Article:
The return of the United States. Another issue that is expected to be discussed during the session is democracy and human rights, which has come under increased scrutiny over the past year due to events surrounding the US election, as well as elections elsewhere in countries such as Belarus, Uganda and most recently Myanmar.
US President Joe Biden has made democracy and the rule of law a pillar of both his domestic and foreign policy since he took office in January. With the US back in the council as an observer state, the new administration is expected to place democracy at the centre of the country’s return to the international human rights stage.
“Biden has repeatedly said he's going to strengthen democracy at home as a first step towards the US once again becoming a beacon of democracy around the world,” said Marc Limon, director of the Universal Rights Group, a Geneva-based human rights think-tank. “In his foreign policy speeches he has repeatedly emphasised human rights and democracy, and I hope and expect he will bring that to the Human Rights Council.”
Climate change: a human rights issue. Although the majority of member states recognise the right to a healthy environment in their constitutions, legislation and various regional treaties they are party to, the UN has not yet formally recognised this as a human right. However, this could be the year when this changes. Ambassador Khan has also emphasised the need to address climate change, which is a key issue for small island states such as Fiji and the Bahamas, which holds the vice presidency this year.
In March, the council is set to act on a resolution on human rights and the environment co-sponsored by Switzerland, Costa Rica and the Maldives, and receive an update from the UN special rapporteur on the right to a healthy environment.
A time for reform? For many years, the HRC has faced calls for reform, most notably from the US under the Trump administration, which quit halfway through its term in 2018. When secretary of state Antony Blinken announced the US’ re-engagement with the council, he emphasised that it would do so while seeking reforms to what he called the “flawed body”.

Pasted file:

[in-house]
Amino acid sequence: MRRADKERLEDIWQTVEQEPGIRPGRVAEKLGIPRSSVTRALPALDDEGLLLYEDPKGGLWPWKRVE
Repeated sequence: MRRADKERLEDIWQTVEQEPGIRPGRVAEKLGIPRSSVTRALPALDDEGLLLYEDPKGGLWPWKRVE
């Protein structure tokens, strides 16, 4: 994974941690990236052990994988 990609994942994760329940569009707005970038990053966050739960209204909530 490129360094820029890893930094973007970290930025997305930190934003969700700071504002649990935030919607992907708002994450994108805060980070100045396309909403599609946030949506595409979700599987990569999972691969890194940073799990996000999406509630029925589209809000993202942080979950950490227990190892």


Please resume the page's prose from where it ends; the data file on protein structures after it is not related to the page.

In her confirmation hearing, Linda Thomas-Greenfield, Biden's nominee as US ambassador to the United Nations said it would also "push back on UN human rights violators who want to be legitimised" by seeking joining the council at the next elections.
The upcoming 2021-2026 review of the council by the General Assembly starting this year will also give UN member states the chance to voice their concerns, said Ambassador Jürg Lauber, Switzerland’s permanent representative to the UN.
“The Human Rights Council is one of Geneva’s institutions that has done particularly well despite the pandemic: it never stopped working. Now, like all intergovernmental bodies and international organisations, there is always need to improve upon its processes,” he told journalists last week.
The HRC was created in 2006 in large part to address the problem of abusive members, which plagued its predecessor the UN Commission on Human Rights, and to create more competitive elections, said Kenneth Roth, executive director of Human Rights Watch in a recent article on its website.
Council members are elected by the UN General Assembly through a secret ballot in geographical groups that is meant to ensure fair representation and competition for the seats. However, when the same number of countries apply as there are seats, then no competition occurs and whichever member country applies is likely to get elected, prompting calls from human rights groups for the election process to be reformed.
The council’s inaction on the Chinese government targeting ethnic and religious minorities, including Uyghurs, is frequently criticised, as is their failure to condemn human rights abuses in Russia. In return, as member states, Russia and China frequently use their addresses to the council to accuse it of politicisation and interfering in the domestic affairs of countries where human rights violations have occurred, with Myanmar as the most recent example.
Despite its flaws and criticism of its members, defenders of the council argue that it’s important to have a body that is truly representative of human rights around the world - a point emphasised by Ambassador Khan.
“I firmly believe that there is no country in the world which has a perfect human rights record,” she said in a press conference last week when questioned on the council’s membership. “I don't think that perfection of human rights record is what we can aspire to, but I do think that having full engagement with the council by all countries is valuable, important and essential if the council is to have credibility with all communities and all countries in the world.”
“The real value of the Human Rights Council is as a multilateral space where everyone can participate, including small states, where everybody can have their voice heard and where we can find multilateral solutions,” said Limon.